There really is not much to show. The C program which computes the zeroes uses the GNU Scientific Library routines for zero finding and is just 105 lines long. It generates a PPM image which I then processed with ImageMagick and ffmpeg. The real work was in the image processing and the composition of movies. I wrote a helper Python program that lets me create floyovers the big image, and I became somewhat of an expert in the use of ImageMagick.

The code also contains a Python program for generating a variation of the picture in which roots of lower degrees are represented by big circles. I did not show any of this in the TEDx talk but it is available on Github.

Oh, and a piece of Mathematica code that generates the zeroes fits into a tweet.

The videos

The “Zeroes” Vimeo album contains the animations. The ones I showed in the TEDx talk are in Full HD (1920 by 1080). There is also a lower resolution animation of how zeroes move around when we change the coefficients. Here is one of the movies, but you really should watch it in Full HD to see all the details.

<iframe allowfullscreen="" frameborder="0" height="281" src="http://player.vimeo.com/video/109062970?title=0&amp;byline=0&amp;portrait=0" width="500"></iframe>

The pictures

  • The computed image zeroes.ppm.gz (125 MB) at 20000 by 17500 pixels is stored in the PPM format. The picture is dull gray, and is not meant to be viewed directly.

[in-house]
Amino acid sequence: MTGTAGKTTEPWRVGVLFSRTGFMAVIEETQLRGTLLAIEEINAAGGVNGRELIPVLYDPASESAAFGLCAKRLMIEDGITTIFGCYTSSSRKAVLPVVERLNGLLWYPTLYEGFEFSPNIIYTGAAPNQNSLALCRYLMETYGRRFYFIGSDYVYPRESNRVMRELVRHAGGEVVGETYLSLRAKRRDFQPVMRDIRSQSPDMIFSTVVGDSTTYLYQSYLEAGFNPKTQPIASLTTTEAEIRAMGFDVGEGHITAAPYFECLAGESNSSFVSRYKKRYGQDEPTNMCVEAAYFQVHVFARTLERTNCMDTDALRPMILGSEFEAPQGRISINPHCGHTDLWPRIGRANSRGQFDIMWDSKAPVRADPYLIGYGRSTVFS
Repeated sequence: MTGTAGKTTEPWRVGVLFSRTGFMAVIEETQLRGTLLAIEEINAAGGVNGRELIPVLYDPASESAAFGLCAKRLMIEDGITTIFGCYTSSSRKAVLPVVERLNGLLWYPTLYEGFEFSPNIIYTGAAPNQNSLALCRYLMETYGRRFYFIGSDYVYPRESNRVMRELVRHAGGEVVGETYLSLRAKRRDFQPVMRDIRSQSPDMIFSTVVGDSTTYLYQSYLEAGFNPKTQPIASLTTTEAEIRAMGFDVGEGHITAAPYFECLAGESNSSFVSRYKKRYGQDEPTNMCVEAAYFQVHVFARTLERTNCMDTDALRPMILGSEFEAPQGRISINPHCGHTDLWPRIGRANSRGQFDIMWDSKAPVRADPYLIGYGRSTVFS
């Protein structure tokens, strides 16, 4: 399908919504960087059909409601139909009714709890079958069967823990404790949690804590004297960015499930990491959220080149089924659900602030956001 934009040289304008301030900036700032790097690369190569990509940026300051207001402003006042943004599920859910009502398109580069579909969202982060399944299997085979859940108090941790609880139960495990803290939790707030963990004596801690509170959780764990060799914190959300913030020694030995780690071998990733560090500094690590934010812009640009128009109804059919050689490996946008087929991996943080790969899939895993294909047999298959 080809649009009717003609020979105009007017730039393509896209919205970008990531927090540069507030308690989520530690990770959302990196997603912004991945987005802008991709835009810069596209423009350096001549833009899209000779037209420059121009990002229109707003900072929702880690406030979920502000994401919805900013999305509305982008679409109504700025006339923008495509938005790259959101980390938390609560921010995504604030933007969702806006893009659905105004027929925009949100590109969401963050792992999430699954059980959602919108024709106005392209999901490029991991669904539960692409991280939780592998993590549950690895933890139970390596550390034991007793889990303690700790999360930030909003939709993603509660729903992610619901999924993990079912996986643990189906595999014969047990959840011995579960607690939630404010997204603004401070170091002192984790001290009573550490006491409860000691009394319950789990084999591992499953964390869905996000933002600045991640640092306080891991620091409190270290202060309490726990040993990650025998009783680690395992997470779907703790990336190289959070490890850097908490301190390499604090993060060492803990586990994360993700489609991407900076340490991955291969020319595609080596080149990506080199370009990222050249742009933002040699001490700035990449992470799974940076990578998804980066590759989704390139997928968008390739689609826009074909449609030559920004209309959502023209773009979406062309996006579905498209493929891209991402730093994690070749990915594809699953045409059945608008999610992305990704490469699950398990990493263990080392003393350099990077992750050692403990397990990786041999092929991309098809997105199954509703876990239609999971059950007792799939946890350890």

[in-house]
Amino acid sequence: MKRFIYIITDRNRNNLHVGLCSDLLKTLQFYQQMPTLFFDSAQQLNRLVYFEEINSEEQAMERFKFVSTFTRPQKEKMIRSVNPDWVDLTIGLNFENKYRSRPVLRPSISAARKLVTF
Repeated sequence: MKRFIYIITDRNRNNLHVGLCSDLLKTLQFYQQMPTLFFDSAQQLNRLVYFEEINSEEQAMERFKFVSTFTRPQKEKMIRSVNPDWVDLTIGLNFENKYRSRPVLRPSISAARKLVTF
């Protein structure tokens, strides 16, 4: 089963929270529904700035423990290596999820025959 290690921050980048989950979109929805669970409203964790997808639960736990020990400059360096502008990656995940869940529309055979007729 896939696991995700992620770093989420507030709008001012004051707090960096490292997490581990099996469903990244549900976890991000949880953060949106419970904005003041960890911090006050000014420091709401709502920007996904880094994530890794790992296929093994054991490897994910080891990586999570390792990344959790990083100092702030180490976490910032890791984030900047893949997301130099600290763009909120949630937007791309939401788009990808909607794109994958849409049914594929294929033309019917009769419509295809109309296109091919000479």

• The official image zeroes26.png (287 MB) at 20000 by 175000 pixels in orange tones. Beware,  it can bring an image viewing program to its knees.
  • I computed tons of closeups to generate the movies. Here are the beginnings of each animation available at Vimeo, and measly 1920 by 1080 pixels each (click on them).
    • The whole image: zoom
    • Zoom at $i$: arc
    • Zoom at $(1 + \sqrt{3} i)/2$:tofringe
    • Zoom at $1.4 i$:fringe
    • Zoom at $3 e^{7 i \pi/24}/2$:tozero
    • Zoom at $1$:unzoom

by Andrej Bauer at October 16, 2014 07:01 AM

October 15, 2014

OCamlCore Forge News

OCaml Forge maintenance

Recently the OCaml forge has required a lot of hardware reboots. The server is probably near end of life and I need to upgrade the whole infrastructure to a recent server. Rackspace Cloud, as part of their developer support program, is kindly providing a new host for the forge. You may encounter a few more problems in the coming weeks, due to this migration. Ping me if anything is utterly wrong (sylvain ... le-gall.net).

by Sylvain Le Gall at October 15, 2014 06:58 AM